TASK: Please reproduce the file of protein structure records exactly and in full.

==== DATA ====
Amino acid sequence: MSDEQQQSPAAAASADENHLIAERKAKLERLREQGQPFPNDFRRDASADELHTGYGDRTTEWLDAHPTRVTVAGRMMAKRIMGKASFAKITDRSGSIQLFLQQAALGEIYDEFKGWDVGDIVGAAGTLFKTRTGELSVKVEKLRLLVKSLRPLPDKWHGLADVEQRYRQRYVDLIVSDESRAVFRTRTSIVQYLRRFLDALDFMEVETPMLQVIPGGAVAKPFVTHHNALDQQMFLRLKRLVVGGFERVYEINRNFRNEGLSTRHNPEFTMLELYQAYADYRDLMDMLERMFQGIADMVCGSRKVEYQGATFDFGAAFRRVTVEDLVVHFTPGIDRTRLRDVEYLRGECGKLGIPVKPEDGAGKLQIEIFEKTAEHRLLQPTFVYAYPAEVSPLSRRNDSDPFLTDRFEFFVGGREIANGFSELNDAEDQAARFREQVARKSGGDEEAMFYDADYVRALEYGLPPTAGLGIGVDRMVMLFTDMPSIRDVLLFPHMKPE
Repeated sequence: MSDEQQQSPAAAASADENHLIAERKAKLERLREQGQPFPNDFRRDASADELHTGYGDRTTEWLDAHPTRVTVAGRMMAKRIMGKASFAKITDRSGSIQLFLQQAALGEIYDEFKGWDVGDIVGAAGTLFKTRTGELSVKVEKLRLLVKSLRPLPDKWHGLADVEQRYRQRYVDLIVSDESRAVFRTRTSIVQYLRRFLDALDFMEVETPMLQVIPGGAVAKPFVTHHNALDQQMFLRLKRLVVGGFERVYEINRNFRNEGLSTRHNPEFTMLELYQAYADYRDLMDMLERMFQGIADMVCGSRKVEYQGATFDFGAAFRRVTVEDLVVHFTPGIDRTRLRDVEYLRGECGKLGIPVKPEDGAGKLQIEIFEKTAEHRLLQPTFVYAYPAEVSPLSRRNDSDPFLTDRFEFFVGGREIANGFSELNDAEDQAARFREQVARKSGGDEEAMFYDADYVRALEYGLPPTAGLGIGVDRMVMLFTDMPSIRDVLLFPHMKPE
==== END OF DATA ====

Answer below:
Amino acid sequence: MSDEQQQSPAAAASADENHLIAERKAKLERLREQGQPFPNDFRRDASADELHTGYGDRTTEWLDAHPTRVTVAGRMMAKRIMGKASFAKITDRSGSIQLFLQQAALGEIYDEFKGWDVGDIVGAAGTLFKTRTGELSVKVEKLRLLVKSLRPLPDKWHGLADVEQRYRQRYVDLIVSDESRAVFRTRTSIVQYLRRFLDALDFMEVETPMLQVIPGGAVAKPFVTHHNALDQQMFLRLKRLVVGGFERVYEINRNFRNEGLSTRHNPEFTMLELYQAYADYRDLMDMLERMFQGIADMVCGSRKVEYQGATFDFGAAFRRVTVEDLVVHFTPGIDRTRLRDVEYLRGECGKLGIPVKPEDGAGKLQIEIFEKTAEHRLLQPTFVYAYPAEVSPLSRRNDSDPFLTDRFEFFVGGREIANGFSELNDAEDQAARFREQVARKSGGDEEAMFYDADYVRALEYGLPPTAGLGIGVDRMVMLFTDMPSIRDVLLFPHMKPE
Repeated sequence: MSDEQQQSPAAAASADENHLIAERKAKLERLREQGQPFPNDFRRDASADELHTGYGDRTTEWLDAHPTRVTVAGRMMAKRIMGKASFAKITDRSGSIQLFLQQAALGEIYDEFKGWDVGDIVGAAGTLFKTRTGELSVKVEKLRLLVKSLRPLPDKWHGLADVEQRYRQRYVDLIVSDESRAVFRTRTSIVQYLRRFLDALDFMEVETPMLQVIPGGAVAKPFVTHHNALDQQMFLRLKRLVVGGFERVYEINRNFRNEGLSTRHNPEFTMLELYQAYADYRDLMDMLERMFQGIADMVCGSRKVEYQGATFDFGAAFRRVTVEDLVVHFTPGIDRTRLRDVEYLRGECGKLGIPVKPEDGAGKLQIEIFEKTAEHRLLQPTFVYAYPAEVSPLSRRNDSDPFLTDRFEFFVGGREIANGFSELNDAEDQAARFREQVARKSGGDEEAMFYDADYVRALEYGLPPTAGLGIGVDRMVMLFTDMPSIRDVLLFPHMKPE